- Tidmarsh Wildlife Sanctuary, Plymouth, MA
- Felix Neck Wildlife Sanctuary, Edgartown, MA
Current Coastal Resilience Projects
Salt Marsh Restoration in the South East Funded by Southeast New England Program (SNEP) Watershed Grants
The Environmental Protection Agency (EPA) Southeast New England Program (SNEP) selected Allens Pond Wildlife Sanctuary in Westport and Dartmouth and Great Neck Wildlife Sanctuary in Wareham among its 2020 Watershed Grant recipients. SNEP works in partnership with stakeholders including Mass Audubon "to promote resilient ecosystems of clean water, healthy diverse habitats, and sustainable communities in Southeast New England."
Allens Pond and Great Neck have been awarded $150,000 to restore saltmarsh habitat and to enhance climate change resilience. This project focuses on creating pathways for salt marsh migration, removing invasive species, and implementing climate adaptation actions to restore degraded salt marsh habitat. The grant also includes education and community-outreach elements, with the goal of engaging residents, municipal leaders, and environmental agencies.
To prepare both sanctuaries to more robustly adapt to climate impacts, including rising ocean waters and more frequent storms, Mass Audubon staff, volunteers, and partners are:
- Removing specific infrastructure that acts as barriers to salt marsh migration including stone walls at Allens Pond and a squash court complex at Great Neck.
- Removing invasive species and planting native species at Great Neck and at the Darthmouth Natural Resources Trust’s Ocean View Farm Reserve (neighboring Allens Pond Wildlife Sanctuary) in effort to help facilitate wildlife and habitat movement landward as a response to sea level rise and act as a wetland buffer (an area with plants that helps protect the wetland and all its climate services).
- Implementing salt marsh climate adaptation techniques that will help alleviate flooding stress and promote vegetation growth on the marsh at Allens Pond in partnership with Save the Bay and Bristol County Mosquito Control.
In addition to SNEP, partners for this project include the Dartmouth Natural Resources Trust, Save The Bay, Bristol County Mosquito Control, U.S. Fish and Wildlife Service, the Town of Wareham, and the Wareham Land Trust.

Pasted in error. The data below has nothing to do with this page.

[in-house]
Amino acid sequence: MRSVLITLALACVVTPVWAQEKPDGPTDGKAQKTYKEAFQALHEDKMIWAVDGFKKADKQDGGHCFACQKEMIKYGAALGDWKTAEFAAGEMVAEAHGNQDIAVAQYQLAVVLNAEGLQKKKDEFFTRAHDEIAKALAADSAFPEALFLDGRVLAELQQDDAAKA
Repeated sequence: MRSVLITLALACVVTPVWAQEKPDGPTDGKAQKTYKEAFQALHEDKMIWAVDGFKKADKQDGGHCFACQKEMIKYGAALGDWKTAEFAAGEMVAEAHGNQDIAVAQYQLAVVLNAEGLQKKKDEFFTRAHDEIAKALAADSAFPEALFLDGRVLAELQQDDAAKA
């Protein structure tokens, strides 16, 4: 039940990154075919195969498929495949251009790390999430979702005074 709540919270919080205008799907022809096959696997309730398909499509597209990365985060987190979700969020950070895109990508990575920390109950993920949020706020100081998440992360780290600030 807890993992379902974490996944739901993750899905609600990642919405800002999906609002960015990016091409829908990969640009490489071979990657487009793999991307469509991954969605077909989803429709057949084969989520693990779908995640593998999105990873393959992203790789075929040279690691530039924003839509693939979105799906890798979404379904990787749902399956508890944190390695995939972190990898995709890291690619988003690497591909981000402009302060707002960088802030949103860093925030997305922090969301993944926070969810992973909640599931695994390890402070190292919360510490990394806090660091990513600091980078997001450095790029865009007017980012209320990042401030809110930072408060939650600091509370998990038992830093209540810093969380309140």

Cranberry Bog Restoration at Tidmarsh Wildlife Sanctuary, Plymouth
The largest freshwater ecological restoration ever attempted in the Northeast, Tidmarsh Wildlife Sanctuary is creating a mosaic of habitats including ponds, cold-water streams, red maple and Atlantic white cedar swamps, grasslands, and pine-oak forest.
Nine dams have been removed, over three miles of new stream channel have been excavated, and thousands of tons of sediment have been removed to connect headwaters of Beaver Dam Brook with the ocean for migrating fish such as river herring, brook trout, and American eel.
The Tidmarsh team also worked on the removal of non-native species, like Common Reed (Phragmites australis) and Common Barberry (Berberis vulgaris, from the sanctuary’s wetlands and meadows. Additionally, new native plants have been incorporated in former farm gravel pits to encourage restoration of native sand plain communities, which are a globally rare ecosystem.
The land now provides a resilient landscape that's home to over 600 species of plants, 200 species of birds, over 45 species of butterflies, more than 25 species of dragonflies and damselflies, and 15 species of reptiles and amphibians.
Peek at the Story Map: Saving Our Coastlines, Habitats, and Neighborhoods
If you would like to learn more or are interested in partnering with Mass Audubon on our coastal resilience work, please email us.